COMIC-CON 2010: ‘Simpsons’ collectibles from around the world

July 24, 2010 | 4:43 p.m.



With the exhibit hall at Comic-Con chock-full of merchandise of virtually every conceivable character, it’s hard to get noticed — unless you’re America’s reigning animated family.

As fanboys filed from booth to booth, they were greeted at Dave & Sue’s Collectibles by the familiar dim-witted glow of Homer Simpson. A cutout of the patriarch, whom Entertainment Weekly just named the greatest character created for television and film in the last 20 years, stood at the entrance of the booth.

The booth, stocked with a variety of items including Betty Boop, Snoopy and “Family Guy,” was a haven for die-hard Springfield fans, with plenty of rare finds on the shelves, including cans of (long-ago-expired) Duff beer, stuffed animals, Happy Meal figurines and even air fresheners.

For co-owner David Descoteau, selling the merchandise — at prices ranging from $1 to $40 — was bittersweet.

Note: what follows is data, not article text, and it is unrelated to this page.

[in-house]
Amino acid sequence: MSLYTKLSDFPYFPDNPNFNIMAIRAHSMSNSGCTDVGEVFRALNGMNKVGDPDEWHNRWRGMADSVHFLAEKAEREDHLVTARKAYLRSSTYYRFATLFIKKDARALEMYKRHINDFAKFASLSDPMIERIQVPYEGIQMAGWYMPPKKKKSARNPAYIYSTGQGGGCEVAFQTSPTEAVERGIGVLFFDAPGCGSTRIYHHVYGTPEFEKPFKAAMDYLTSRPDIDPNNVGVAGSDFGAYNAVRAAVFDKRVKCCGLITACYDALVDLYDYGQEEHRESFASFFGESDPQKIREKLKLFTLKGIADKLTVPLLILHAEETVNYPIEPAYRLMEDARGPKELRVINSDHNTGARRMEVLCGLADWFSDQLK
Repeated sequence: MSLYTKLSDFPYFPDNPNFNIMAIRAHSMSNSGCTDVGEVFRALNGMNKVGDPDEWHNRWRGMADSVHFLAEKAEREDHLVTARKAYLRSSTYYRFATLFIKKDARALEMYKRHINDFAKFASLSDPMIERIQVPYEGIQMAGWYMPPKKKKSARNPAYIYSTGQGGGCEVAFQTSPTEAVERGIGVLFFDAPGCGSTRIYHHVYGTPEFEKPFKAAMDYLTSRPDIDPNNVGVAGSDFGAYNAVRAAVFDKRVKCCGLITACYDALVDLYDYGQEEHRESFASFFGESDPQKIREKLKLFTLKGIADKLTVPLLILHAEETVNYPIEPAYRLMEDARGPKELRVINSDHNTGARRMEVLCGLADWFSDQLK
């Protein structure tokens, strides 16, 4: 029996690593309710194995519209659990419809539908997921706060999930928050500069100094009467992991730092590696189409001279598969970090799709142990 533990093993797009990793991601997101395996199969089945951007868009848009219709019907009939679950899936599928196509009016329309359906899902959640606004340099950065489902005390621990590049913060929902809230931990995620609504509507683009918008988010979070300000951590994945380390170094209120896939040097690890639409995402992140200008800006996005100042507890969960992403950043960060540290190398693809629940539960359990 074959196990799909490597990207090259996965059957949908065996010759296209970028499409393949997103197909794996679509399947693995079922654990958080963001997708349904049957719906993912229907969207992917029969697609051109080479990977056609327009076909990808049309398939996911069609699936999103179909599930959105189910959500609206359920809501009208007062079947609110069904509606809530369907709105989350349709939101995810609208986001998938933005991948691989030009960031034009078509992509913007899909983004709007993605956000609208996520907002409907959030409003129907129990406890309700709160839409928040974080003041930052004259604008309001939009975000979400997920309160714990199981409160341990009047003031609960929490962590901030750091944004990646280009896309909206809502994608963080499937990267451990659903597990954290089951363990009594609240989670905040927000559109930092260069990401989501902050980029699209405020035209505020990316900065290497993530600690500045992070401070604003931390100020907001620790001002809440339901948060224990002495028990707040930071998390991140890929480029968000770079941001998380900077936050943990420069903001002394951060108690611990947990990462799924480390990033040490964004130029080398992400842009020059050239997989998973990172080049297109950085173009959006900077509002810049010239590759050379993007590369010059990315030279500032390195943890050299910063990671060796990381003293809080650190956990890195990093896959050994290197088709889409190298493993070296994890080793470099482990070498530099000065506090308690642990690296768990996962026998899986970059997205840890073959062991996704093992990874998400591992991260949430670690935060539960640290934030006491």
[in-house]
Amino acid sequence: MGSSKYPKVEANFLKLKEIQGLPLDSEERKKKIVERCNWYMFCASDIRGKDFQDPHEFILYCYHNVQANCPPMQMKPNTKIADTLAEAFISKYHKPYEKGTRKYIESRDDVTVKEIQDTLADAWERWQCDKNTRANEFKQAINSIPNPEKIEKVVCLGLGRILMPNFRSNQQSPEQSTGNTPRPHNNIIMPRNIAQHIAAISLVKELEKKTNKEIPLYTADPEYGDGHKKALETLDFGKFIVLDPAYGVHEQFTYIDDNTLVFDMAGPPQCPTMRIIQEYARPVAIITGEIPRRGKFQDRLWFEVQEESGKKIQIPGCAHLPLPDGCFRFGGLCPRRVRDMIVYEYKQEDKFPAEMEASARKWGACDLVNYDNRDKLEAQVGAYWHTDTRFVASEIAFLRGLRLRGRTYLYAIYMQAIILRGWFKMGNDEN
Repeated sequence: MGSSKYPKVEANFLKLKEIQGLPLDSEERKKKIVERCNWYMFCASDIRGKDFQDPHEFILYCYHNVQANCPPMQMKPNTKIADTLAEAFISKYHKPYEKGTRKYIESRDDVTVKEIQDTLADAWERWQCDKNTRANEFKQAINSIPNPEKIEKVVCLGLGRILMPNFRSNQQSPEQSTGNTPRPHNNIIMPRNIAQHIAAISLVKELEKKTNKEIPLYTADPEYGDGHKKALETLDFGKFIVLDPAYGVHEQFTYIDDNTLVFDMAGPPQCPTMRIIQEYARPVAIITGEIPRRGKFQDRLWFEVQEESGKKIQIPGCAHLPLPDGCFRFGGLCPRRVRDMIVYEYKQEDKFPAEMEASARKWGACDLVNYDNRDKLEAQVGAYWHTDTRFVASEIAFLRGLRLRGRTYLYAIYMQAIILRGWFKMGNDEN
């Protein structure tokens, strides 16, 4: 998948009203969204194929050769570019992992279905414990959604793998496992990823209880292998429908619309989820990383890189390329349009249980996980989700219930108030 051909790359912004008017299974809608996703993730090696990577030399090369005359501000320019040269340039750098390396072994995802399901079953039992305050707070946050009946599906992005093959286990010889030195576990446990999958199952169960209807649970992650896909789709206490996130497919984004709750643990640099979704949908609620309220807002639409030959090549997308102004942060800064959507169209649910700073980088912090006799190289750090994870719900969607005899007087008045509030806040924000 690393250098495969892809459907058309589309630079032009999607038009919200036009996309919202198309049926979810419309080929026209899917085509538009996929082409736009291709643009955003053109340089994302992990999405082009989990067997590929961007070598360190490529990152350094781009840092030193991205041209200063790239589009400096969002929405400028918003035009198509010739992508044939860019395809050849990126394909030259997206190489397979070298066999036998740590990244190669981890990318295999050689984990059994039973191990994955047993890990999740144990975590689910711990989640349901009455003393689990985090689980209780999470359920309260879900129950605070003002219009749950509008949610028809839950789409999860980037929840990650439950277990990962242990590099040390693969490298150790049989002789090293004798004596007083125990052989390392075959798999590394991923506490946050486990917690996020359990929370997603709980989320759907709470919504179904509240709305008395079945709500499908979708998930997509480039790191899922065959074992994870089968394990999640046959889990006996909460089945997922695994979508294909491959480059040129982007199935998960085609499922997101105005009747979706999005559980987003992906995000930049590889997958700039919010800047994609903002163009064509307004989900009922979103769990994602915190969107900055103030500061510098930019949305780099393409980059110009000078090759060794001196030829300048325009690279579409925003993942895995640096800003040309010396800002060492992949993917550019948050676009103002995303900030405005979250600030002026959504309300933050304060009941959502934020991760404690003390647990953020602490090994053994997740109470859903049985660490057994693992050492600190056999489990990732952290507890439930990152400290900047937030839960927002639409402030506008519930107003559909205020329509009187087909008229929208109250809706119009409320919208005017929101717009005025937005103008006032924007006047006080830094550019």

“I was a fan from when the show first started. I didn’t start collecting until 1995,” he said, surrounded by Simpson figurines. “But I had to get out of it because of finances. I’m actually selling my collection.”

Descoteau, who valued his collection in the neighborhood of $10,000, put a portion of his best finds up for grabs in San Diego. Some of his favorite rarities include a Simpsons-themed lunch box from Japan, beer


glasses from Australia and a Bart joystick for Atari. He admits, however, that he has no plans to part with his most prized – and priciest – possession: a Simpsons Christmas train set with 40 pieces that took years to collect.

With the show entering its 22nd season (Matt Groening and company will be on hand Saturday afternoon to talk about the series), Descoteau said the merchandise of the show took on a life of its own.

“I would not have expected it to last this long,” he said. “When I came 10 years ago to Comic-Con, the writers said something like they thought it would stop soon.

“When it first came out, it just exploded. Anything they could put their name on merchandise-wise, they did. So much stuff came out. Collectors had to basically pick and choose what they wanted.”

— Gerrick D. Kennedy

Photos: Gerrick D. Kennedy


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